February 2009


When Orpheus’ music persuaded the gods
to restore his beloved Eurydice to life
they imposed strict conditions on him
for her return to earth.  He was forbidden
to look at her or speak to her at all
as they made their journey upward
from Hades to the life-giving sunlight.

Alas, nobody told Eurydice.
And so as they made their way
back through the halls of the dead
and up from deep under ground
she wondered and questioned aloud
why Orpheus, if he really loved her,
would neither look at her nor speak.

Her questions and complaints
took an increasing toll on Orpheus
until finally, as they neared the surface,
he yielded both to her entreaties
and his own need for reassurance,
turned, and glanced at Eurydice.
It was his last sight of his beloved.

Eurydice was immediately cast back
into the realms of Hades and the dead,
there to remain forever.  And Orpheus
flung himself on the ground in despair,
cursing his weakness for having disobeyed.
the gods’ command.  He sought to die
that he might join the one he loved.

Pity poor Orpheus, for he forgot
that he could use his priceless gifts
to outwit the gods and regain his bride.
If he had made a song praising the gods
for restoring Eurydice to him,
and lamenting the conditions they imposed,
perhaps she would have understood.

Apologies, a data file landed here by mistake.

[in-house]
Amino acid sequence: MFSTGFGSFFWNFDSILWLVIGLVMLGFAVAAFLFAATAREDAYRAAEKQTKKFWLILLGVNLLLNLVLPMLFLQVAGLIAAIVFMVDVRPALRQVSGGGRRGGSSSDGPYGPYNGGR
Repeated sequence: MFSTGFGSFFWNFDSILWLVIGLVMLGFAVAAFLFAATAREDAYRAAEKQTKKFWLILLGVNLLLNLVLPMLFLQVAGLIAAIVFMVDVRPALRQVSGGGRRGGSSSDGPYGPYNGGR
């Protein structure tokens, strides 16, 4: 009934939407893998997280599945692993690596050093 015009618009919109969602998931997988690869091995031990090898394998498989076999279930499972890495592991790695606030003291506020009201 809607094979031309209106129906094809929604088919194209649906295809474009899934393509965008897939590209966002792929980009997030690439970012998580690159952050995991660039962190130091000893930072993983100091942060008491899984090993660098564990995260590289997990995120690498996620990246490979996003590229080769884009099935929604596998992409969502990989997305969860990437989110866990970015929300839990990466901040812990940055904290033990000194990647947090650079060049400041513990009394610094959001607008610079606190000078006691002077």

Some of the gods would have been angry
at such a blatant subversion of their will,
but I think Apollo would have been amused
and assuaged the wrath of his fellow deities.
And Orpheus and Eurydice, restored to life,
might have wound up on Mount Olympus,
singing to heaven and earth, and to us, still.

Copyright 2009 Dorothy Miller Gutenkauf

This is the time of year for sadness and for joy.
The earth is distant from the sun, and days are short.
Tempers are short, too, as darkness falls
and days and nights are colder than before.
Some of our ancient ancestors believed
a dragon was swallowing the sun.  They lit
huge bonfires, banged on drums and wood
to drive the beast away and save the world.

Others thought the shortened days a sign
of the impending destruction of their lives,
and vowed to be better than they were
if only the sun would shine on them again.
Believers in all eras and all cultures
have seen the Winter Solstice as a time
for taking stock and looking at themselves,
and joy because the sunlight will return.

Regardless of what we believe—or not—
this is indeed a season to rejoice.
Whether we light candles or trim trees,
this is a time to cherish those we love
and to rejoice that we may live to see
the turning of the darkness into light.
In many tongues we wish each other well,
and hope for many better days to come.

The decorations will not last ‘til spring;
the candles will burn down to little stubs
and then go out, drowned by their dripping wax.
The feasts will end and dishes will be done,
the linens and the silver put away.
The sun will come again and light our days
as we look forward to the Equinox,
with hope that we may see another spring.

Copyright 2009 Dorothy Miller Gutenkauf